Consequences of repeated ethanol exposure during early or late adolescence on conditioned taste aversions in rats

Jessica Saalfield, Linda Spear

Research output: Contribution to journalArticlepeer-review

21 Scopus citations

Abstract

Alcohol use is prevalent during adolescence, yet little is known about possible long-lasting consequences. Recent evidence suggests that adolescents are less sensitive than adults to ethanol's aversive effects, an insensitivity that may be retained into adulthood after repeated adolescent ethanol exposure. This study assessed whether intermittent ethanol exposure during early or late adolescence (early-AIE or late-AIE, respectively) would affect ethanol conditioned taste aversions 2 days (CTA1) and >3 weeks (CTA2) post-exposure using supersaccharin and saline as conditioning stimuli (CS), respectively. Pair-housed male Sprague-Dawley rats received 4 g/kg i.g. ethanol (25%) or water every 48 h from postnatal day (P) 25–45 (early AIE) or P45-65 (late AIE), or were left non-manipulated (NM). During conditioning, 30 min home cage access to the CS was followed by 0, 1, 1.5, 2 or 2.5 g/kg ethanol i.p., with testing 2 days later. Attenuated CTA relative to controls was seen among early and late AIE animals at both CTA1 and CTA2, an effect particularly pronounced at CTA1 after late AIE. Thus, adolescent exposure to ethanol was found to induce an insensitivity to ethanol CTA seen soon after exposure and lasting into adulthood, and evident with ethanol exposures not only early but also later in adolescence.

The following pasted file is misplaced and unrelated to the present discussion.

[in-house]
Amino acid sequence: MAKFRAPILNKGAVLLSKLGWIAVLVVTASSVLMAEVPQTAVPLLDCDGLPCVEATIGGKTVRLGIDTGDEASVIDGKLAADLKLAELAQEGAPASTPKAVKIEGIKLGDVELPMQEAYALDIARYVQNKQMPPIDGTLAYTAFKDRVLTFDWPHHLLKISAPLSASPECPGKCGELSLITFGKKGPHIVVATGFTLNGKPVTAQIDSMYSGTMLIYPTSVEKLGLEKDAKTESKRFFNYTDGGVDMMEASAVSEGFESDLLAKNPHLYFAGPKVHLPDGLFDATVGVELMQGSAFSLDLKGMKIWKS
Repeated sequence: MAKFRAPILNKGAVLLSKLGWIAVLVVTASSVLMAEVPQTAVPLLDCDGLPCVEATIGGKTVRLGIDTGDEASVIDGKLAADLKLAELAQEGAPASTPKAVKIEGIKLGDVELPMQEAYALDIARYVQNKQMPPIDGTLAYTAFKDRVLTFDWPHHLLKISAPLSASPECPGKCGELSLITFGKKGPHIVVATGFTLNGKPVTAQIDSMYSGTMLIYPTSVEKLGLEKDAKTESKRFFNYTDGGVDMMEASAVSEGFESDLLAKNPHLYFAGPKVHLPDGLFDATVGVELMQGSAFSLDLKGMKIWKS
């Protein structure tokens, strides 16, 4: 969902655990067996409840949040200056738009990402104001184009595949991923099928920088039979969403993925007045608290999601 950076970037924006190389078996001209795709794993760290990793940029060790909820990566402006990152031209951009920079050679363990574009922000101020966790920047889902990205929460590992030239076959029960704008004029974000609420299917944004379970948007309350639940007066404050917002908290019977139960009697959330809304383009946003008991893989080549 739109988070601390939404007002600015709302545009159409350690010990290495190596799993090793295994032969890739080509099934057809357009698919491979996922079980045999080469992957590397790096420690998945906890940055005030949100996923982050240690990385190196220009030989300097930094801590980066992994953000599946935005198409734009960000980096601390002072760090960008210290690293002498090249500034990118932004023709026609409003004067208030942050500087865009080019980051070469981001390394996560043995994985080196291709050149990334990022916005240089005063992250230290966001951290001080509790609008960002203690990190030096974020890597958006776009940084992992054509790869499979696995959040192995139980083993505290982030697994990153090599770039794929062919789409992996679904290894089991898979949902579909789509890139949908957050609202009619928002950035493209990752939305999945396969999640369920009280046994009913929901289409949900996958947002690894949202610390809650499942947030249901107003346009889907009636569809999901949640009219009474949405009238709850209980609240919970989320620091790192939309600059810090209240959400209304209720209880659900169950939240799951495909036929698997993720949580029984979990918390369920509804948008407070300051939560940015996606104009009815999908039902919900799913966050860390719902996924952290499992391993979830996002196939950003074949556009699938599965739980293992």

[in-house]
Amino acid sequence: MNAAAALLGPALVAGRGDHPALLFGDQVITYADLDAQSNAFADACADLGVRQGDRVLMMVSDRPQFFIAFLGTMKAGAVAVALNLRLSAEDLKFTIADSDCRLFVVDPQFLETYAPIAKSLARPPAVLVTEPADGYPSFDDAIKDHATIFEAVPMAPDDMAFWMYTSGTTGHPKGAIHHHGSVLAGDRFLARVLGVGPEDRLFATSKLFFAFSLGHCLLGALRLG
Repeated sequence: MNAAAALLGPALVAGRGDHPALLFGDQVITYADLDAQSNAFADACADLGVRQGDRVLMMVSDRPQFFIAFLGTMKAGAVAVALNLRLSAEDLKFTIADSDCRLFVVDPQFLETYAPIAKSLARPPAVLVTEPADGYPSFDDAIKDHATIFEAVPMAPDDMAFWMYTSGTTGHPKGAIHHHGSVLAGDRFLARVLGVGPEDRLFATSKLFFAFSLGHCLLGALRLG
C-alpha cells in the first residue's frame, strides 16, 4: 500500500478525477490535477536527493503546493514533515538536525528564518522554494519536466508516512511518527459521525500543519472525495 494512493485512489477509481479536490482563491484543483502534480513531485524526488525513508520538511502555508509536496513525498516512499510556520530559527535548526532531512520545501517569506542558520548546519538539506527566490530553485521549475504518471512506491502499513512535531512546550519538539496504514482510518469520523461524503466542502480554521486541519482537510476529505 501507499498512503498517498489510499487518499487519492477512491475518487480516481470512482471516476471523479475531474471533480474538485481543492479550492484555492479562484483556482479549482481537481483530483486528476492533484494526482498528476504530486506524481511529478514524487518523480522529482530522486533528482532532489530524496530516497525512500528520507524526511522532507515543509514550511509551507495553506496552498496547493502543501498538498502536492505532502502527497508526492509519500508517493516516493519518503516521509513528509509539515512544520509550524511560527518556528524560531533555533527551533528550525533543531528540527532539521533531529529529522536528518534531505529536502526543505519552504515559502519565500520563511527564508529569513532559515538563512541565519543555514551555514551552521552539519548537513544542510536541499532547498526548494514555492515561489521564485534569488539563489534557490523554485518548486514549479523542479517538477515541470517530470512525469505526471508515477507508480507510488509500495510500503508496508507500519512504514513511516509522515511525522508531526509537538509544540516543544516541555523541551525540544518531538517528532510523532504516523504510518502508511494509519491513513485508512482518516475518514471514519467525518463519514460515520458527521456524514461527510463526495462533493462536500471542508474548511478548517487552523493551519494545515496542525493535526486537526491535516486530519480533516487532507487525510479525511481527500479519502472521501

Original languageEnglish (US)
Pages (from-to)174-182
Number of pages9
JournalDevelopmental Cognitive Neuroscience
Volume16
DOIs
StatePublished - Dec 1 2015

All Science Journal Classification (ASJC) codes

  • Cognitive Neuroscience

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